September 21, 2020
Gold firms as weaker dollar lends support
(Reuters) - Gold prices edged higher on Monday, helped by a weaker dollar while investors looked forward to speeches by Federal Reserve policymakers due this week for further clues on the U.S. central bank’s approach to inflation.
Spot gold rose 0.2% to $1,952.59 per ounce.
U.S. gold futures inched 0.1% lower to $1,959.40.
The dollar index eased 0.2% against its rivals, making gold more attractive for buyers holding other currencies.
Investors are now awaiting speeches by Fed committee members, including Chairman Jerome Powell, who will appear before Congressional committees later this week.
“The focus on Jerome Powell will be how much he is going to try to sway the Senate to provide more stimulus,” said Stephen Innes, chief market strategist at AxiCorp.
More stimulus in the United States could lead to a weaker dollar and that would be positive for gold, he added.
Gold has surged about 29% this year as governments and central banks worldwide released unprecedented stimulus measures to revive their coronavirus-battered economies.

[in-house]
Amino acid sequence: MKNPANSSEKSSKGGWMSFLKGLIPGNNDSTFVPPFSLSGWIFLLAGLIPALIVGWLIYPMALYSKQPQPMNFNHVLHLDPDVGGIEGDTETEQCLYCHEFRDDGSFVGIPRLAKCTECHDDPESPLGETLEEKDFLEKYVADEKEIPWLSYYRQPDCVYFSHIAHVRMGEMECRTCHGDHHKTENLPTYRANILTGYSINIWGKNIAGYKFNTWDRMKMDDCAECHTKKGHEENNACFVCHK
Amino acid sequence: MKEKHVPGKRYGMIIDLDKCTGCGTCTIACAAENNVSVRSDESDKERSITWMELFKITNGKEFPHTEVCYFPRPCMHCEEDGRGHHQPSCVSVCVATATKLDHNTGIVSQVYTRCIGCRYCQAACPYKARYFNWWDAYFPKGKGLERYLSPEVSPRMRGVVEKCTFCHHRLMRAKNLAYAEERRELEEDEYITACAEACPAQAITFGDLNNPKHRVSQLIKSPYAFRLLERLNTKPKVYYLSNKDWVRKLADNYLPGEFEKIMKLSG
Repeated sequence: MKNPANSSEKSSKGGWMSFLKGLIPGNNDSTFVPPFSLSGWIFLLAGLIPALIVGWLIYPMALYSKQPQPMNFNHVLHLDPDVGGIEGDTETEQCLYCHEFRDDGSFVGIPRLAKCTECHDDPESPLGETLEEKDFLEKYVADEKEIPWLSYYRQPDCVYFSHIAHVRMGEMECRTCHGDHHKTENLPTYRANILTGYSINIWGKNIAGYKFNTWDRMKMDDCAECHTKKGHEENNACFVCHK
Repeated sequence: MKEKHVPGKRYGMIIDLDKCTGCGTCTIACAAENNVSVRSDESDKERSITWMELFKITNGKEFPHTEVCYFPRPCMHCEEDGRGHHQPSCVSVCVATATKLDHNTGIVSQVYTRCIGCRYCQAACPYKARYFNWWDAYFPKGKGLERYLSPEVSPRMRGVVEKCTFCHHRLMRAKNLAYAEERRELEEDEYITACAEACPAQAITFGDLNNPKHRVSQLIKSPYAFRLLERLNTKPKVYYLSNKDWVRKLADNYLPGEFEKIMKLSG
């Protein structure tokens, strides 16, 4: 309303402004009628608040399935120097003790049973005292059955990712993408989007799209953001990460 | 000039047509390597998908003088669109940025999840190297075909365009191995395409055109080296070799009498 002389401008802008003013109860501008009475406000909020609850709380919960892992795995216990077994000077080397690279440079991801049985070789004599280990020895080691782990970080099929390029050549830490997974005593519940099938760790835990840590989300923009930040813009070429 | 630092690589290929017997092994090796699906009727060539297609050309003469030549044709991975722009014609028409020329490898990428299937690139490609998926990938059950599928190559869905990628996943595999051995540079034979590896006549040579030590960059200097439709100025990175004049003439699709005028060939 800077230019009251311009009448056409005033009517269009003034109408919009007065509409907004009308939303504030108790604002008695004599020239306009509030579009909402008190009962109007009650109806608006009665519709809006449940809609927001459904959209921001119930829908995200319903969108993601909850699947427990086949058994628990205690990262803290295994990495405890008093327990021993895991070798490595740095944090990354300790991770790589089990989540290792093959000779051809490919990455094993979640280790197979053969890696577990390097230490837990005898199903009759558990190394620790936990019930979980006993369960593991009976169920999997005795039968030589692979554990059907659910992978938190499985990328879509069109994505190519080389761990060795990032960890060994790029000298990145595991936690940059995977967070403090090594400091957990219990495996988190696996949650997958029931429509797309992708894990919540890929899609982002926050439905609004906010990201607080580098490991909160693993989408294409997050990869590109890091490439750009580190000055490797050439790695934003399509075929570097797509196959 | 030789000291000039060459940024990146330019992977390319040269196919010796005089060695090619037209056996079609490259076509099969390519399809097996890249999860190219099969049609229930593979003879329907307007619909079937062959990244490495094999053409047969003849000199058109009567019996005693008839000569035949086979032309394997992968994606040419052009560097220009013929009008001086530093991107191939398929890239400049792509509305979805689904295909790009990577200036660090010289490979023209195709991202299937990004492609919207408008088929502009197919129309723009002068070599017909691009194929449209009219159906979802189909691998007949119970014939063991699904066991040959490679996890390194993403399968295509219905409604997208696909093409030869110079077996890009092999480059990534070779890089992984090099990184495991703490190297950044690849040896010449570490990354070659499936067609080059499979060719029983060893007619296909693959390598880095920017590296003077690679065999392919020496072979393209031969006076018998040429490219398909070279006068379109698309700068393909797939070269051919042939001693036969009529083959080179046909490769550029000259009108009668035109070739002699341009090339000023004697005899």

Gold “remains in a range-trading mode, with resistance at $1,975.00 and support at $1,935.00,” Jeffrey Halley, a senior market analyst at OANDA, said in a note.
Also supporting gold prices were concerns over a resurgence of COVID-19 cases globally that prompted major cities from Denmark to Greece to announce restrictions again.
Gold, however, could struggle to reach $2,000 again this year because of improving economic conditions and benefits of a likely COVID-19 vaccine coming into play, AxiCorp’s Innes added.
Meanwhile, data from the Commodities Futures Trading Commission showed that speculators raised their net long position in COMEX gold by 10,622 contracts to 165,251 in the week ended Sept. 15.
Among other precious metals, silver ticked up 0.1% to $26.79 per ounce, platinum gained 0.9% to $936.27 and palladium was 1.2% higher at $2,384.06.